Natasha: What keeps you motivated during the difficult times when you might not feel inspired to create?
Arne: There’s a few ways I found to help me with motivation and inspiration. Brainstorming – bouncing ideas off of someone with a different perspective can a big help to unlock ideas. I love art & design books. Looking through them to see what others are doing can help kick start creativity. The same goes for websites like DeviantArt, LogoLounge and Pinterest. It also helps me to have multiple projects going at the same time. If I start to get burned out or stuck on one project, I’ll set it aside for a bit and work on another. Many times that’s when an idea will click for the first project. I think it’s also important to make time for other interests outside of design. Some of my best ideas have come when I’m at the gym or reading a comic. And, the paycheck. A paycheck is a great motivator.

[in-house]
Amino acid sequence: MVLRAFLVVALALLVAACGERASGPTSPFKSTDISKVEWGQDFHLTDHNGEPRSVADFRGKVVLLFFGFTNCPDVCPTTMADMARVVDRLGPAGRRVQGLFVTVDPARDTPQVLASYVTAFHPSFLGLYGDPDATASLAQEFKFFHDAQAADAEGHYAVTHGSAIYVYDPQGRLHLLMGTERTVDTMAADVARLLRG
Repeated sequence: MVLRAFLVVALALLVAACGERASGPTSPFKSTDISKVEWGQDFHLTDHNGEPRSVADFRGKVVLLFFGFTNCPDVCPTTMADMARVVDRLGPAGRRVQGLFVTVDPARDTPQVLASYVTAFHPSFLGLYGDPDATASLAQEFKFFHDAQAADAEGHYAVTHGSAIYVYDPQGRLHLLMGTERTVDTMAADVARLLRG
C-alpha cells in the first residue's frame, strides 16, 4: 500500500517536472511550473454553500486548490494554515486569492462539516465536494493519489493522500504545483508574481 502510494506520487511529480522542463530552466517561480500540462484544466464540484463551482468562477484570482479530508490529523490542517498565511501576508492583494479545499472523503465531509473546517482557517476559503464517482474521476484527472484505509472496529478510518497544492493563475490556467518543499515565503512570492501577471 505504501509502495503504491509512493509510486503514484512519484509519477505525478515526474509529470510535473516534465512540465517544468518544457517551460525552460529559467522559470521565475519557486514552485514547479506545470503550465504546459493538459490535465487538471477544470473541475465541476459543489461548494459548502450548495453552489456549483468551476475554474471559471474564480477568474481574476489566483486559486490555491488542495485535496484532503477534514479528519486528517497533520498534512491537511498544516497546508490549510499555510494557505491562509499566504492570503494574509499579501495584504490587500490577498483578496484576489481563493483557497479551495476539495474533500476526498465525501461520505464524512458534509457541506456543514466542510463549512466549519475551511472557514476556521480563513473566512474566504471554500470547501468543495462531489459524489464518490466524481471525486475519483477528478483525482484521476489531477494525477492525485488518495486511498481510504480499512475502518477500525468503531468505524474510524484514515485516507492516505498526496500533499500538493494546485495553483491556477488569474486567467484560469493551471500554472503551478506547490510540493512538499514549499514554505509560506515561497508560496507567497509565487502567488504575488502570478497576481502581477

Natasha: Who are some of the artists that inspire you?
Arne: I’m a pop culture nerd so…
Mort Drucker, Jim Lee, Alex Ross, Ed “Big Daddy” Roth, Drew Struzan, Patrick Nagel, Josh “Shag” Angle, and Shepard Fairey. And designers, Joe Duffy, Chip Kidd and Charles S. Anderson.
Natasha: What advice do you have for other artists and designers who may be new to the industry?
Arne: Not really advice, just some thoughts from being around a long time…
Because of my career and also through my art, I have met and worked with some of the coolest, most interesting people. I have gone to places I had never dreamed of and have had many memorable, amazing, strange, fun experiences. I feel extremely grateful to go to work and do a job that I love doing. I know not everyone is so fortunate.
Natasha: Where can people find more of your work?